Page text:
I should say right from the start I don't think they named April Fools Day in my honor.
Today is a day where it's vital to remember to believe nothing and trust no one. So I guess it's much like any other day.
It's been said babies who were born on March 31 are the easiest to prank on April Fools. That's because they were literally born yesterday.
Here at the Standard, former ace reporter Chuck Dodson has achieved folklore status for a prank he engineered decades ago. Chuck found a Matchbox car that looked very realistic and put it in a pothole. He took the picture in such a way that it looked like the car was swallowed up by an enormous crater.
Standard readers who saw this on the front might have been alarmed for a moment. But Chuck let them off the hook on an inside page where he announced "April Fools" and revealed the car in the crater was all a practical joke.
I don't know if such April Fools Day mischief would be appreciated the same way today. With everyone ready to jump all over the media at any possible chance, it would just give people more ammunition to say how horrible we are.
Standard publisher Pat Zechman asked me first thing Thursday morning about possible April Fools pranks that might be in today's edition.
"It's not happening," I said.
She seemed very happy with that.
When it comes to April Fools Day, my dad can smile and say he got me good. He pulled off a perfect prank when I was a teenager and a member of the famed BMG Music Club.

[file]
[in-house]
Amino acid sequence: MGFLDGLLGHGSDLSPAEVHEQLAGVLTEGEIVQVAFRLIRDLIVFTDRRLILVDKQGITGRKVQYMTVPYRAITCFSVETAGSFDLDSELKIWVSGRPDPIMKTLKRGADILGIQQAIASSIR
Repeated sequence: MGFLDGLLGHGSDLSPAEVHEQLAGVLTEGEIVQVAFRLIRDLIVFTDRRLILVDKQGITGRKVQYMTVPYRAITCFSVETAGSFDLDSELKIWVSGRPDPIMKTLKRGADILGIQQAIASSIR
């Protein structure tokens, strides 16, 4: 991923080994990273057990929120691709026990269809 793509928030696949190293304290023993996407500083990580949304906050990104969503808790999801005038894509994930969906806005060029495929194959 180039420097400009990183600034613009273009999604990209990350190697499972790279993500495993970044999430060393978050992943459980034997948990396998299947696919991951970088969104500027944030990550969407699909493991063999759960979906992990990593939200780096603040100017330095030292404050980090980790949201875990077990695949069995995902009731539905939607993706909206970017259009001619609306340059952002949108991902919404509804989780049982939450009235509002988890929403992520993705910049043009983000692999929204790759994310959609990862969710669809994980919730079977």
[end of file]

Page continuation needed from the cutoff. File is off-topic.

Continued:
Many folks may remember this club because it allowed you to buy eight tapes or CDs for just 1 cent, but you had to buy a certain number of tapes from them "at regular club prices" for the next couple years.
Turns out, my wife Cupcake is a member of such a clothing club today. She's sent a different outfit each month and she can keep it and pay, or return it and pay nothing. So that's how she's getting all those new clothes without ever leaving the house.
Anyway, I was eagerly awaiting my next BMG tape order, because that's what kids do, and I couldn't understand why it was taking so long. Unbeknown to me, the tapes had already arrived while I was at school and my dad grabbed the package. He was holding onto it until April 1.
He carefully opened the box, took my tapes out, then put in three lousy tapes from his collection in there. Then he carefully re-sealed the box using a glue gun so it was back together tight.
When I bounced in from school on that April Fools afternoon, my BMG tapes had arrived! I swooped in to grab the box and wrestled it open. I saw the tapes and gasped.
"This stupid club has sent me the wrong tapes," I proclaimed wondering how such a mistake had happened. It never dawned on me the box had been opened and re-sealed.
My dad let me off the hook, hours later, with a huge April Fools grin. He got me better than I've ever gotten anyone else on April Fools.
Standard editor James Clark can be reached at 473-2191.